May day was gorgeous at here Henbogle. The sky was crystal clear, the birds were singing, the tulips were magnificent, and I was in the garden, what more could anyone ask? Although we worked hard, the day was so beautiful it hardly seemed like work. Amazingly, even the black flies were few, and what few there were apparently not very hungry.
We cut a few more of the alders that are beginning to shade the vegetable garden and used them to finish making the raised beds for the tomato bed. We managed to get the entire row completed, logs staked in place, and then the IRT plastic mulch in place. I am not crazy about the way it looks, but in my Master Gardeneing classes all the instructors swear by it. One of the class members who is a Fedco employee got Fedco to sell it to the class at a discount. I can’t resist a bargin so I decided to try it. It is definitely fiddly to lay down, especially in a not perfectly shaped bed, but we finished, including putting soaker hose underneath the plastic. Who knows, it could be a dry summer. Supposedly it can be especially beneficial with tomatoes as it warms the soil and prevents soil born disease such as early blight or septoria leaf spot from splashing up onto the tomato plants. The plan calls for tomato plants in the back against the fence where they will be trellised, with peppers in front of them. Along the edge of the bed I will seed nasturtiums and marigolds.
In other garden news, the hoop house is full of gorgeous lettuce and spinach. There is more lettuce starting in the middle of the photo; the back right corner is where my melon experiment will go, with cukes going in where the spinach is now. That area will also get IRT mulch to encourage the hot temps melon likes.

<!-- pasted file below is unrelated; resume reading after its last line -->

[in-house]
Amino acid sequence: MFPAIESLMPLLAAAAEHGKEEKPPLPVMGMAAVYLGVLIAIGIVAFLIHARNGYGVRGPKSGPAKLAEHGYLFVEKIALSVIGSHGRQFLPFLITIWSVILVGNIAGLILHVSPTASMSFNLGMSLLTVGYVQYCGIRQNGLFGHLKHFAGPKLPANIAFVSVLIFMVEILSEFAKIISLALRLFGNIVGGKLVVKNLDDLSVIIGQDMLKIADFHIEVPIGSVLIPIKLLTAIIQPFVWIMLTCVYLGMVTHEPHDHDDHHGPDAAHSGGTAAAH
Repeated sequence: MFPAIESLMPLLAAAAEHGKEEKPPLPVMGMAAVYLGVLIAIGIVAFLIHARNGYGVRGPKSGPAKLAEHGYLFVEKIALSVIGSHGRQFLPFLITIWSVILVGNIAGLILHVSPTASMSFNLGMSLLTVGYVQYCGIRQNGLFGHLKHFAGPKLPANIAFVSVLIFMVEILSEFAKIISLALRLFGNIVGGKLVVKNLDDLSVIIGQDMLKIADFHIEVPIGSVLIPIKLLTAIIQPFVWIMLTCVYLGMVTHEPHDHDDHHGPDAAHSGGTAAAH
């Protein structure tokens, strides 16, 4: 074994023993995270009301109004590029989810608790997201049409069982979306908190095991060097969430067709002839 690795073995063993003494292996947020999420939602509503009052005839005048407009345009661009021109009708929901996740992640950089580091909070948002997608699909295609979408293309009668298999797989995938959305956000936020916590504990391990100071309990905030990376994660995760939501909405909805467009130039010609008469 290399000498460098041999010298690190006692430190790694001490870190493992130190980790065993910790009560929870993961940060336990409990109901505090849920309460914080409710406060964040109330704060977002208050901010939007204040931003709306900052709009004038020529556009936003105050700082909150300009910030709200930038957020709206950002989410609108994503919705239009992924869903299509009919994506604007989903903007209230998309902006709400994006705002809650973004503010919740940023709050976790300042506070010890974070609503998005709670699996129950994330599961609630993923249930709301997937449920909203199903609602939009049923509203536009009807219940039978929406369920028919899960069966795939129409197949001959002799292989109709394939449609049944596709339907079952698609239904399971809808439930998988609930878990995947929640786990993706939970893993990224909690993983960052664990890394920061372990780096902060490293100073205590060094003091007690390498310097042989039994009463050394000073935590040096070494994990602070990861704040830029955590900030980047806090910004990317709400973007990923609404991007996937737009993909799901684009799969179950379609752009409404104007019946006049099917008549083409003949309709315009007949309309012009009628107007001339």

Peas are sprouting along the back row of the garden; behind the peas will be pole beans, and when the peas come out, bush beans will go in front unless we opt for a second crop of peas and find another spot for bush beans (where I don’t know!) This set up is tricky and I can already tell I need to come up with a better strategy for next year, it will be a pain to plant the beans.
The garlic munched on by our hungry hens is coming back. I suspect this will have an adverse effect on the garlic size but what can you do? As you can see, if the mesh fencing were not preventing it they’d be munching still, those pesky chickens! Apparently fresh organic arugula isn’t adequate. Hmmph.
The rest of the yard is looking good. Dan broke out the mower today, I believe this is the earliest we’ve ever had to mow, and from the sounds in the neighborhood, we are not alone. The gardens are filling in and looking good, I love this time of year, it is like old friends coming back for a visit when you see plants beginning to emerge. The shade garden has come a long way, I am really looking forward to seeing how it looks this year. The deck garden is also coming along nicely. We noticed this morning the grapevine is just breaking bud. The tulips are beginning to go by, but were wonderful this year. I have a lot of plants to divide in here, though; last summer’s rain led to exuberant growth of the bee balm and lamb’s ear. Now that it has cooled off a bit, I will be tackling that task. Maine readers, let me know if you want any divisions!